The Lord Jesus spoke His parables in order to illuminate the mystery of the Kingdom of Heaven.
The Jewish people of Christ’s time eagerly anticipated the establishment of a divine kingdom. Having been subjugated to foreign powers for centuries, the Jews longed for the restoration of the ancient kingdom of David.
Christ had to express in parables the mysterious and spiritual nature of His kingdom. His kingdom would not come as His contemporaries supposed it would come. The Kingdom of God was established on the throne of the cross.
So it is all very well and good for us now, with two millennia of perspective, to tsk-tsk Christ’s ancient audience for the shallowness of their ideas about the Kingdom of God.
They wanted the kingdom to have an army, and a just economy, and a handsome king on parade. They wanted seats of honor, and tax breaks, and leafy fig trees to lounge under on the hot days.
The Lord had to teach them that He reigns from the inside out; He reigns invisibly before He will make Himself visible again; He rewards His subjects with peace through bitter trials, rather than with leisure and comfort in this life.
Christ’s audience certainly needed these corrections. But their fundamental desire for a divine kingdom—their desire for the world to be right and holy and truly beautiful—this is an area in which they can correct us.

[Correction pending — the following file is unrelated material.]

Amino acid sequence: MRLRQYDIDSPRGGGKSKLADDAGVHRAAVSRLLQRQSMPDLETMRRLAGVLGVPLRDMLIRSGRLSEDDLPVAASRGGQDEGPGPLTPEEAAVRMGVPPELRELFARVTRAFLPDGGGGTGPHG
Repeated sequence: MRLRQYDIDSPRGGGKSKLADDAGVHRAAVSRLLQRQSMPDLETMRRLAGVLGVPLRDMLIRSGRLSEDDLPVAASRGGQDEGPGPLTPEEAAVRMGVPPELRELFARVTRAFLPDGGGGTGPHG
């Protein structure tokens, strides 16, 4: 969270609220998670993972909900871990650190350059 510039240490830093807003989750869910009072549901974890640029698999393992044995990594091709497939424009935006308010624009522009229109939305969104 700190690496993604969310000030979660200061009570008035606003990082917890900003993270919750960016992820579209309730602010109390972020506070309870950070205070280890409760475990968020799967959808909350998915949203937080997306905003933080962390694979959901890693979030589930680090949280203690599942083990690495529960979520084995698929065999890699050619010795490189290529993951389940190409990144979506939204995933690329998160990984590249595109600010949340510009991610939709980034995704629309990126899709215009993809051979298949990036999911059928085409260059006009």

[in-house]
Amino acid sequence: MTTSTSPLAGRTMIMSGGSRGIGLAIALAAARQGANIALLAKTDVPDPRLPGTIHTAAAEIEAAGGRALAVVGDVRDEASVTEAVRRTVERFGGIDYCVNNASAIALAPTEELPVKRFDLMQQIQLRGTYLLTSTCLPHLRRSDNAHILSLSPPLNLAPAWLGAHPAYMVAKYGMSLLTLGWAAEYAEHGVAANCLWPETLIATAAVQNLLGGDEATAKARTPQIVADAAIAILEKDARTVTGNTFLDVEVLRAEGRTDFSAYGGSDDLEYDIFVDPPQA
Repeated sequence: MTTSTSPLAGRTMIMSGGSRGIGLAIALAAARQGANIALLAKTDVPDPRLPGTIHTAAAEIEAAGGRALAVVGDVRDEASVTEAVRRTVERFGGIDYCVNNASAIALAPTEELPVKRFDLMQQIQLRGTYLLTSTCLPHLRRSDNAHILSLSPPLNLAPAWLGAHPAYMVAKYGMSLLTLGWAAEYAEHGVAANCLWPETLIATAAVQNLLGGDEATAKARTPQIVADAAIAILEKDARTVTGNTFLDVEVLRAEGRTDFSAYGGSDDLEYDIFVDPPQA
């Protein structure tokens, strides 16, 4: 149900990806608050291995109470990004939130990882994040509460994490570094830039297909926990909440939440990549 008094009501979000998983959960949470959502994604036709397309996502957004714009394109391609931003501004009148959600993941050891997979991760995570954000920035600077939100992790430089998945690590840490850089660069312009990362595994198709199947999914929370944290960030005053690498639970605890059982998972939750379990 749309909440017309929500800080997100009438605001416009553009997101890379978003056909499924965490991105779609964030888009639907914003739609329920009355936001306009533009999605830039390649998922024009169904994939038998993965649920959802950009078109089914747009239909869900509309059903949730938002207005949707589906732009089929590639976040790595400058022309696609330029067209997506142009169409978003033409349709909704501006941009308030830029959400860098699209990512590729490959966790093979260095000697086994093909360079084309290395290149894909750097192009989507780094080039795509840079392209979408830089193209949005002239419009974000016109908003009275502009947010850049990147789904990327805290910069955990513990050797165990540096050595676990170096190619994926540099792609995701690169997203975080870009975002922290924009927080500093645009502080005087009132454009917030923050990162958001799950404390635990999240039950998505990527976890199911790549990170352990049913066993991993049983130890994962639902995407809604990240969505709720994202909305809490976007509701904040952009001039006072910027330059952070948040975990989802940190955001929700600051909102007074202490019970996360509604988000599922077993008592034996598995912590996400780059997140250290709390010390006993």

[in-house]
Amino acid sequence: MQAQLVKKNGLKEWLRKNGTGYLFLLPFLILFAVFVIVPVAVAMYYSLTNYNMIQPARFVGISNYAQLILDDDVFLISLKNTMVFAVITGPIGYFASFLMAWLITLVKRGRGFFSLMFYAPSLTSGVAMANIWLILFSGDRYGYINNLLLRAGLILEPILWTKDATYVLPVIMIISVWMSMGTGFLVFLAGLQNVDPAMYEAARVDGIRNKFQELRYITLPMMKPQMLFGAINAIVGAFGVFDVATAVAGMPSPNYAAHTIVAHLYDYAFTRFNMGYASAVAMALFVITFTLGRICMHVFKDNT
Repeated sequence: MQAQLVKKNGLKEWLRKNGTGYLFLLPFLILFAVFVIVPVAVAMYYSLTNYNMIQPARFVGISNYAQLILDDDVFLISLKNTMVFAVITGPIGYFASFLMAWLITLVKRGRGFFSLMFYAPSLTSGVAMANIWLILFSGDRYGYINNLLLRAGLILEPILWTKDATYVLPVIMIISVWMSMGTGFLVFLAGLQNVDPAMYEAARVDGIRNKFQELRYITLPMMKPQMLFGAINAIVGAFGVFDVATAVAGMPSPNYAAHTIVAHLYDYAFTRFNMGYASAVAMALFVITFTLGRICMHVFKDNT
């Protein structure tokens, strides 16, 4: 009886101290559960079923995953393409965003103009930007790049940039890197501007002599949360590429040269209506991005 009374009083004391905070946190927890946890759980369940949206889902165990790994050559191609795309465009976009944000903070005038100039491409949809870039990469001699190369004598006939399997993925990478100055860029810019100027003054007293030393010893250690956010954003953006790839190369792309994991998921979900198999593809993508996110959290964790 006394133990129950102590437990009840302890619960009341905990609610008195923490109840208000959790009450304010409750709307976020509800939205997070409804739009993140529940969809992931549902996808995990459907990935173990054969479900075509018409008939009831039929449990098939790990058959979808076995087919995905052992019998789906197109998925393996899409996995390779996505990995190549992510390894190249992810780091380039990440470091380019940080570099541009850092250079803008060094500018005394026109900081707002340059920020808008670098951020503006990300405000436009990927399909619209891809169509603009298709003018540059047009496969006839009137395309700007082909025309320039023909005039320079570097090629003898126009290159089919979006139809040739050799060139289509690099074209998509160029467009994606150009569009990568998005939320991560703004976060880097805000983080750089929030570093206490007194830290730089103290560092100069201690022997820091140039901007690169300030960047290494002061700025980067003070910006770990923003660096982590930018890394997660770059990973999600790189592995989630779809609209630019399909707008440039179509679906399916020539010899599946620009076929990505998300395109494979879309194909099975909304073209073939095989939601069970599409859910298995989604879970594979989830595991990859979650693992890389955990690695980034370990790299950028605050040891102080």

They longed for a perfect nation on earth. The lesson of the cross has taught us that such hopes are vain, and can be dangerous. But does this mean we should not hope for a perfect nation? Without the burning desire for a divine kingdom, what do we have?
We have the pitifully low horizons of our contemporary world. We have people who let their children play video games all summer.
Give me an Israelite zealot who would cut my throat for breaking kosher. I will take him over John Tesh any day.
The Apostles thought they would sit on thrones in the Temple courtyard after the Roman procurator was expelled from the Ansonia fortress in Jerusalem. They were wrong. But they were a great deal closer to the truth than the gossiping idlers of today who concern themselves with nothing more noble than who will star in the movie version of the Casey Anthony trial.
The parables of Christ serve to purify and clarify our desires for truth, justice, and order in the world. But if we have no desire for truth, justice, and order—well, as the Lord would say, we are very far from the kingdom of God.